Sunday, January 18, 2009

State Memories Project: Arizona

If you haven't seen my dad's comments on the first two states, give them a look. He's in some of my memories, although not all, and provides some early stuff as well. Incidentally, it's never too late to add your memory to an earlier state. I thought it might look cool to have quite a few comments--quite a few unique events in each state when all is said and done.

Anyway. Arizona.

I've had quite a few fun trips in Arizona to hang out with college buddy Rob, but I've selected a memory from my first-ever trip there (excluding a plane layover in 1983), which took place pre-Rob. My first year as a forensics coach, I was fortunate enough to qualify a kid for NFL Nationals, which took place in Phoenix that June. My student was eliminated after 2 days of competition, which meant we had a few days to kill. Killing all of that time in 117-degree Phoenix wasn't my favorite choice, so I joined up with another coach (plus all relevant chaperones) and we drove up to Sedona to spend the day at Slide Rock State Park. It's a natural water slide in gorgeous surroundings. I was worried the rock would tear up my butt, but I guess the water, plus the millions of butts that go down the rock every year, smooth it out. It was a fun thing to do.

We got to an area where the water got slower and deeper for a stretch of 50 yards or so, and flowed between 15-foot cliffs or so. I had one student with me, Julie, and my fellow coach, Ed, also had one student, Carmen.

People were making their way up to the top of the cliff to jump into the water below. The water was deep enough to do this safely...provided that you jumped out horizontally a bit. If you didn't get far enough out, the water near the banks was shallow enough to make a jump from that height dangerous.

Ed, my fellow coach, in what might be the most foolhardy move I can recall a teacher making, started encouraging his student to make that jump.

"Carmen...I think you can do that. It looks fun!"
I don't know, Coach. It does look fun, but I'd be a little scared.
"No. It's easy! Just jump from right there [pointing above] and make sure you get out to here [pointing at the area of water right in front of where he was treading]."
Well...I guess it would be fun...I'm just not sure, Coach.

Unbelievably, Ed sweet-talked Carmen into climbing up the bank. There she was, watching other people hurl themselves into the water. She did NOT look happy. I had already taken some time to tell Julie that I would NOT let her jump into the water. She replied that she had absolutely no interest in doing so. Now, we focused on an uncertain-looking 18-year-old kid in a bathing suit, looking down on us from quite a ways above. Ed resumed his pep talk.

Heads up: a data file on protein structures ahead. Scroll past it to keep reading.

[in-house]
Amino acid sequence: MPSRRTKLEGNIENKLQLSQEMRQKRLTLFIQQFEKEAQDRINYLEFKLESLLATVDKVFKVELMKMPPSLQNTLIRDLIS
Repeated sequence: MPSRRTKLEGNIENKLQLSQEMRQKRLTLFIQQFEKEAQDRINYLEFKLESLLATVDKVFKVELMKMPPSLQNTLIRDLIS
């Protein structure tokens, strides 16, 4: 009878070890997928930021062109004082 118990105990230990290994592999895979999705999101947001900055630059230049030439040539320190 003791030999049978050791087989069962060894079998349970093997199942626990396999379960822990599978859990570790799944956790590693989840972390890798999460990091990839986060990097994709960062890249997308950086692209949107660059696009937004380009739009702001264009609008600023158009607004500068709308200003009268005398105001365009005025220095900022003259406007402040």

"Okay, Carmen! You can do it! Jump right out to here, just in front of me!"
I don't know if I'll make it out that far!

Surely, surely my fellow coach would back down now...but no.

"You'll be fine! Just back up and get a running start!"
Um...all right, Ed...I'll do it!

Carmen backed up about ten paces and started running over the rock above us. About three steps short of her jump, I saw her freak out a little bit and buckle on a step. It took away quite a bit of her momentum, and my heart kicked over to a spot in my body it had never been before. She was going too quickly and was too close to the edge to stop, but that bad step made me worry that she didn't have enough speed to clear the dangerously shallow edge of the water.

Fortunately, the kid was muscular enough that she must have pushed off pretty hard. She cleared the dangerous part and landed safely, and we all slid on.

But that was a terrifying moment. I will never, ever forget the stupidity of that coach's actions, and I will never forget the moment when Carmen reared up like a spooked horse just a nanosecond too late to stop herself.

What do you remember from Arizona?


Chris Snethen said...

Ah, Arizona. How can I ever forget?

Paula said...

I remember people starting to introduce themselves, glancing at my name tag (which included my school), and stopping mid-sentence. I wish I had a dime for every time it happened.

But I also remember some very warm, very healing times with good kids. Talking, crying, loving each other. It was a hell of a year.

Jim Anderson said...

I remember the Vortex.

TeacherRefPoet said...


That story is so incredible--enjoyed seeing it again.

Jim--Snark at New Agers! Michelle and I wish we'd been there.

Paula--I really, really appreciated seeing you, Marti, and your students that summer of '99. What became of Sara? I didn't even know her until I saw her in Phoenix, but between her commencement speech and meeting her at Nats, she very much helped me through my own emotional struggles that summer.

I hope there's not a lot of 10th anniversary media crap this year.

Anonymous said...

TRP's Dad remembers traveling through Arizona in 1952 on one of those marathon family road trips and driving across the Navajo reservation in the four corners area. The sights were just as the pictures in our American history books showed it with hogan dwellings, men on horseback complete with head bands and wide turquois belt buckles, and little kids herding flocks of sheep. It could have been 1852. I was mesmorized.